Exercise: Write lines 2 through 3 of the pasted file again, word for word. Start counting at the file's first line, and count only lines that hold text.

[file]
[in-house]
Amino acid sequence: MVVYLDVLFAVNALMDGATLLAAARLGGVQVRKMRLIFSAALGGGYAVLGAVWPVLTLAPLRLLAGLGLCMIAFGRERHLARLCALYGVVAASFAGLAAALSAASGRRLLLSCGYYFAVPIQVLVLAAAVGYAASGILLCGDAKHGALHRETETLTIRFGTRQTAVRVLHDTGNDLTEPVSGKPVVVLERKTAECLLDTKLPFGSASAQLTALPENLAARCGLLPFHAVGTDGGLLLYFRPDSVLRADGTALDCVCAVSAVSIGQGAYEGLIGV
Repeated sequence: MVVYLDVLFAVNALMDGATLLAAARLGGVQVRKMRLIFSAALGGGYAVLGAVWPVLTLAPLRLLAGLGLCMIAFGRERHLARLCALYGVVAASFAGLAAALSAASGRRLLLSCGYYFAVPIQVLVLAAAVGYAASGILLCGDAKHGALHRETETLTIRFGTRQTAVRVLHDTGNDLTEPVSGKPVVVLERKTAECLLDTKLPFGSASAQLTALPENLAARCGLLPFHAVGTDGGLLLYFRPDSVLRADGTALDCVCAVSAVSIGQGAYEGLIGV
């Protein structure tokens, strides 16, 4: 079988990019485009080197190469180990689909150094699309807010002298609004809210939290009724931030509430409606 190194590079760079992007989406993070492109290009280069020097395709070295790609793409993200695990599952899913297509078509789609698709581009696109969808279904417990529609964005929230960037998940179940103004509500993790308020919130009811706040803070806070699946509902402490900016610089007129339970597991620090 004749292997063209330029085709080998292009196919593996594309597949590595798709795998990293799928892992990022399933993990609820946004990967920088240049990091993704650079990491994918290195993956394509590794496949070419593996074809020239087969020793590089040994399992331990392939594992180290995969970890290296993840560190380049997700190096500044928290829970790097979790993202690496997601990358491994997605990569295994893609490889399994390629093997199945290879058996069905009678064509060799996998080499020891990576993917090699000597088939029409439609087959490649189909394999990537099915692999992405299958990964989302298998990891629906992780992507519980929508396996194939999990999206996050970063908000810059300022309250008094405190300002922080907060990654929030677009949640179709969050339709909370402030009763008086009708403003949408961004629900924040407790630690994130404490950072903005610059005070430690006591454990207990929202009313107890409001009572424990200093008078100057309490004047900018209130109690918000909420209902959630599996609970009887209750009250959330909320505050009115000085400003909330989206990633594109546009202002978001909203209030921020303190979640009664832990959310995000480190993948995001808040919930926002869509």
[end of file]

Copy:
Amino acid sequence: MVVYLDVLFAVNALMDGATLLAAARLGGVQVRKMRLIFSAALGGGYAVLGAVWPVLTLAPLRLLAGLGLCMIAFGRERHLARLCALYGVVAASFAGLAAALSAASGRRLLLSCGYYFAVPIQVLVLAAAVGYAASGILLCGDAKHGALHRETETLTIRFGTRQTAVRVLHDTGNDLTEPVSGKPVVVLERKTAECLLDTKLPFGSASAQLTALPENLAARCGLLPFHAVGTDGGLLLYFRPDSVLRADGTALDCVCAVSAVSIGQGAYEGLIGV
Repeated sequence: MVVYLDVLFAVNALMDGATLLAAARLGGVQVRKMRLIFSAALGGGYAVLGAVWPVLTLAPLRLLAGLGLCMIAFGRERHLARLCALYGVVAASFAGLAAALSAASGRRLLLSCGYYFAVPIQVLVLAAAVGYAASGILLCGDAKHGALHRETETLTIRFGTRQTAVRVLHDTGNDLTEPVSGKPVVVLERKTAECLLDTKLPFGSASAQLTALPENLAARCGLLPFHAVGTDGGLLLYFRPDSVLRADGTALDCVCAVSAVSIGQGAYEGLIGV